The new book rounds up recipients of the JFK Library Foundation Profile in Courage Award, bestowed annually to a "politician of distinction." In Caroline's words, the book has been published to continue inspiring "a generation of Americans to believe in the power of government."
Sorenson's original book sketched principled moments in the careers of 19th-century Senators, including John Quincy Adams, Henry Clay, Daniel Webster, and Sam Houston. The new Profiles shows how much "our time" has degenerated from theirs. Whether it's E.J. Dionne on Lowell Weicker, Marian Wright Edelman on Corkin Cherubini, or Steve Roberts on Michael Synar, the profiles for this new gallery of worthies are sadly predictable: Some busybody inspired by Jack or Bobby (only Caroline praises Teddy) struggles against entrenched reactionaries in order to promote unlimited government through tax hikes, gun bans, race-baiting, and the fight for something called "environmental justice."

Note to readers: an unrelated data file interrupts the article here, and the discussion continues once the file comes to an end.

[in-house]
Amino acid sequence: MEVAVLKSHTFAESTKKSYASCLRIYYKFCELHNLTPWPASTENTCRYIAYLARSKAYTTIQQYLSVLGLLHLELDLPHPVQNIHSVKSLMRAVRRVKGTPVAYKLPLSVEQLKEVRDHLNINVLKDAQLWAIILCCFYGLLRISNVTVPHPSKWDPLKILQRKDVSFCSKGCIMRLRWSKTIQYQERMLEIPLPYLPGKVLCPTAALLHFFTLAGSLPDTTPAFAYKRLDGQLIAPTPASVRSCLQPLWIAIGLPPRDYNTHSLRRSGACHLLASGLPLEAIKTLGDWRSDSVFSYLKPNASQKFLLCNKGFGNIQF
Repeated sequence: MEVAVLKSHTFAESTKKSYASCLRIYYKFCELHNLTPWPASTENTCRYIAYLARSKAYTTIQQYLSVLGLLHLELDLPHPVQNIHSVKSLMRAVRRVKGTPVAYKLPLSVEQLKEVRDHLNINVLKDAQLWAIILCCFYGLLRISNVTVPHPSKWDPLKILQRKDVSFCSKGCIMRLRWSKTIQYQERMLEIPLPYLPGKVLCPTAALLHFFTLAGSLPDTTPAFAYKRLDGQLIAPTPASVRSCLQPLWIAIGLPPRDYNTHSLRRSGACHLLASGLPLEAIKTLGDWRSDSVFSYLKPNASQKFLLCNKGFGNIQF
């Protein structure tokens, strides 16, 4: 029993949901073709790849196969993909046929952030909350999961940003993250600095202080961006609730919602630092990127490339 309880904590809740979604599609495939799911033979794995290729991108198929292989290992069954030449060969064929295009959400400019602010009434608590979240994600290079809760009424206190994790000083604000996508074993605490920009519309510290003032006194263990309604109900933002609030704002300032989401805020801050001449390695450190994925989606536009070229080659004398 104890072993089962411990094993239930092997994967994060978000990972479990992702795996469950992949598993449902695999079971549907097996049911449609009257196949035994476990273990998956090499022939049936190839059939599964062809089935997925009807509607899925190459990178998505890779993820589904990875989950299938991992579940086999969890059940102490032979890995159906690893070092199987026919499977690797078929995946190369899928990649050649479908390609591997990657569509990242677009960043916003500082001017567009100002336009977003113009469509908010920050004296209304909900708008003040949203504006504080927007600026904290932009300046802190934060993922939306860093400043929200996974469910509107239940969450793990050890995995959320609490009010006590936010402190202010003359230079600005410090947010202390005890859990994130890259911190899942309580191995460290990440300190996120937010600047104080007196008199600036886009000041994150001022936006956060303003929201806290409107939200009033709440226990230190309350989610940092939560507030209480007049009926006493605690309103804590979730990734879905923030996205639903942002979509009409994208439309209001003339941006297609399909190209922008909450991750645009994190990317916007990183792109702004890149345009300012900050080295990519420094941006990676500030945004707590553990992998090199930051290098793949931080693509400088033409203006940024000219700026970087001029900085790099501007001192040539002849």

Aside from its unrelieved mediocrity and political bias, the greatest fault of Profiles in Courage for Our Time is that no one associated with the project understands what courage is—and what it isn't.
For example, the final chapter honors the "Heroes of September 11." After an obligatory bow to firemen, policemen, and rescue workers, only two figures are singled out by name. New York Mayor Rudy Giuliani and President George W. Bush? No, Palos Heights, Illinois, Mayor Dean Koldenhoven for—what else?—defending a Muslim foundation against local bigots; and U.N. Secretary General Kofi Annan, whose speeches against poverty and AIDS (forget about the war on terror) make him "a true Profile in Courage, not just for our time but for all time."
This book can't even get the easy ones right.